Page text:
Viruses are responsible for an estimated 200 million cases of community-acquired pneumonia each year [1]. Community-acquired respiratory viruses are a common etiology of infectious pneumonia in immunocompromised patients, and may be associated with higher mortality in these patients than those with an intact immune system [2]. Detecting these viruses in immunocompromised patients is important to establish a specific diagnosis, to identify patients who should be placed on contact or droplet isolation, and to avoid procedural and treatment related morbidity associated with prolonged empiric treatments.
Historically, respiratory viruses were detected by either direct fluorescence antibody (DFA) or viral culture. The advent of real-time polymerase chain reaction (PCR) has allowed for detection of respiratory viruses with greater sensitivity [3]. The GenMark DX eSensor respiratory viral panel (RVP) was developed to screen for multiple respiratory viruses with a single reaction by detecting amplified products on the eSensor XT-8 instrument. The eSensor RVP provides a similar result to real-time PCR in detecting respiratory viruses in children [4]. This assay has a sensitivity and specificity similar to other available molecular respiratory viral panels, including the BioFire Diagnostics FilmArray RVP, Luminex xTAG RVPv1 and Luminex xTAG RVP FAST [5].
In previously published studies, the respiratory specimens used to perform multiplex real-time PCR were either nasopharyngeal swabs or washes (NPW) [5-7], bronchoalveolar lavage fluid (BAL) [8], or a combination of both types of specimens [3,4,9-11]. NPW has been shown to be superior to nasopharyngeal swabs and oropharyngeal swabs in the detection of respiratory viruses using older methods [12-14]. In one study, sputum and NPW were shown to be equally superior to nasopharyngeal swabs and oropharyngeal swabs in the detection of influenza virus [15]. However, BAL and NPW specimens have never been studied comparatively to determine their individual effectiveness in detecting community–acquired respiratory viruses.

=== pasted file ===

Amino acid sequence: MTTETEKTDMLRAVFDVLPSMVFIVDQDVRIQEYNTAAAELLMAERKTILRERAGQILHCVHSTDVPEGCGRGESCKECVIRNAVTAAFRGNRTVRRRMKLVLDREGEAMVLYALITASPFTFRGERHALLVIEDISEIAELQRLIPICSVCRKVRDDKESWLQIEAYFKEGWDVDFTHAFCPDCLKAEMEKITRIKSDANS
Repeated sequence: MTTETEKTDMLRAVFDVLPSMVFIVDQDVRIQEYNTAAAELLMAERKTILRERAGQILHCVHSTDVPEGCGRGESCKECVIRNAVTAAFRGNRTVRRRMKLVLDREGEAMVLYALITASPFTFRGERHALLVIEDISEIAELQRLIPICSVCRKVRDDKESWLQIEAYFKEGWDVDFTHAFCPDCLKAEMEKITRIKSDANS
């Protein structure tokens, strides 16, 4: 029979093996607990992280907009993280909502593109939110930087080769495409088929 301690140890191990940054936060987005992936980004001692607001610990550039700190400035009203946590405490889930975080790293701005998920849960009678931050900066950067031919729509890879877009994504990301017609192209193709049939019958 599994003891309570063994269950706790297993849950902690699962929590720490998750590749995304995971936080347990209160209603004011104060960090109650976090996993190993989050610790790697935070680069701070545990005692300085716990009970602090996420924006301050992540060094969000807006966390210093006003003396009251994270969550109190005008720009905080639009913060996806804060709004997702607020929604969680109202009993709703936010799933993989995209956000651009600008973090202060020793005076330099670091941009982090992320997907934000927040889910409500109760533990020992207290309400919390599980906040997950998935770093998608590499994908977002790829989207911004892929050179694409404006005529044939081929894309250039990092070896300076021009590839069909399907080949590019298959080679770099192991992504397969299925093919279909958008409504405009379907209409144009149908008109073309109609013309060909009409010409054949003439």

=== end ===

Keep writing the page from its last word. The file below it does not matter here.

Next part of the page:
We sought to determine the correlation of the RVP assay between specimens from BAL and NPW and to examine if there is an additive effect to performing the assay on both specimens in immunocompromised patients with pulmonary infiltrates.
Materials and Methods
A retrospective review of all patients at the University of Kansas Medical Center who underwent FOB with BAL from February 1, 2011 through July 1, 2012 was performed. The patients’ medical records were screened for the presence of conditions associated with a compromised immune system. Such conditions included the history of a hematogenous or solid organ malignancy for which the patient had received chemotherapy within 14 days of bronchoscopy, history of a hematopoietic stem cell transplantation, history of a solid organ transplantation, infection with human immunodeficiency virus (HIV) and CD4 <200, neutropenia, or diagnosis of an autoimmune disorder for which the patient was being treated with immune suppressants.